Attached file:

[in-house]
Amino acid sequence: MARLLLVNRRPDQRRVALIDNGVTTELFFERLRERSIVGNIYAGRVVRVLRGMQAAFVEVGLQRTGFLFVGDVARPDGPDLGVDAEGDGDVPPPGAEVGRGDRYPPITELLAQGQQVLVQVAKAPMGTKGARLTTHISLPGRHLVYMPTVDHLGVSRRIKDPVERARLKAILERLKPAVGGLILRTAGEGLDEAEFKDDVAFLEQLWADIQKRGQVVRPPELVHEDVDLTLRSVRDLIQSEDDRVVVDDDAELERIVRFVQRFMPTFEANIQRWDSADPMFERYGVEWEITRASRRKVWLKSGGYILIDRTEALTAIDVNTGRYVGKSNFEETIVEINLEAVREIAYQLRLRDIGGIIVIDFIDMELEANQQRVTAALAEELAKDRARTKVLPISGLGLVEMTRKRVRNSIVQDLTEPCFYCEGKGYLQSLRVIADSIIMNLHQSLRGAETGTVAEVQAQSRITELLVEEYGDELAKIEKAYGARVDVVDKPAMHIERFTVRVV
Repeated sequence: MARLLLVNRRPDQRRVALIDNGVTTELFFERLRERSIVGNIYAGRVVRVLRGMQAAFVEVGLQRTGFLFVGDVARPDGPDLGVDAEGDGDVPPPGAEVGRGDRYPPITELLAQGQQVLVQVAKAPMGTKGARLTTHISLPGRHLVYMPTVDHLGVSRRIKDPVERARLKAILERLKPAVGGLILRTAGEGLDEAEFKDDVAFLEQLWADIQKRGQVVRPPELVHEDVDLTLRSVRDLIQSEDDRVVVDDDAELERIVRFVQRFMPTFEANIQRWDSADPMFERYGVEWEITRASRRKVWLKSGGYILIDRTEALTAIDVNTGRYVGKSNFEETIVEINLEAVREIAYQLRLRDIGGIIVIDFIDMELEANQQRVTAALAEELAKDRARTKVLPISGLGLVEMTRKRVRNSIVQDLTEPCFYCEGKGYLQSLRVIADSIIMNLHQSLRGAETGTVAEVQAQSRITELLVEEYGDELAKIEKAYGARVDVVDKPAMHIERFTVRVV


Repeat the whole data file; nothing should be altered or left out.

[in-house]
Amino acid sequence: MARLLLVNRRPDQRRVALIDNGVTTELFFERLRERSIVGNIYAGRVVRVLRGMQAAFVEVGLQRTGFLFVGDVARPDGPDLGVDAEGDGDVPPPGAEVGRGDRYPPITELLAQGQQVLVQVAKAPMGTKGARLTTHISLPGRHLVYMPTVDHLGVSRRIKDPVERARLKAILERLKPAVGGLILRTAGEGLDEAEFKDDVAFLEQLWADIQKRGQVVRPPELVHEDVDLTLRSVRDLIQSEDDRVVVDDDAELERIVRFVQRFMPTFEANIQRWDSADPMFERYGVEWEITRASRRKVWLKSGGYILIDRTEALTAIDVNTGRYVGKSNFEETIVEINLEAVREIAYQLRLRDIGGIIVIDFIDMELEANQQRVTAALAEELAKDRARTKVLPISGLGLVEMTRKRVRNSIVQDLTEPCFYCEGKGYLQSLRVIADSIIMNLHQSLRGAETGTVAEVQAQSRITELLVEEYGDELAKIEKAYGARVDVVDKPAMHIERFTVRVV
Repeated sequence: MARLLLVNRRPDQRRVALIDNGVTTELFFERLRERSIVGNIYAGRVVRVLRGMQAAFVEVGLQRTGFLFVGDVARPDGPDLGVDAEGDGDVPPPGAEVGRGDRYPPITELLAQGQQVLVQVAKAPMGTKGARLTTHISLPGRHLVYMPTVDHLGVSRRIKDPVERARLKAILERLKPAVGGLILRTAGEGLDEAEFKDDVAFLEQLWADIQKRGQVVRPPELVHEDVDLTLRSVRDLIQSEDDRVVVDDDAELERIVRFVQRFMPTFEANIQRWDSADPMFERYGVEWEITRASRRKVWLKSGGYILIDRTEALTAIDVNTGRYVGKSNFEETIVEINLEAVREIAYQLRLRDIGGIIVIDFIDMELEANQQRVTAALAEELAKDRARTKVLPISGLGLVEMTRKRVRNSIVQDLTEPCFYCEGKGYLQSLRVIADSIIMNLHQSLRGAETGTVAEVQAQSRITELLVEEYGDELAKIEKAYGARVDVVDKPAMHIERFTVRVV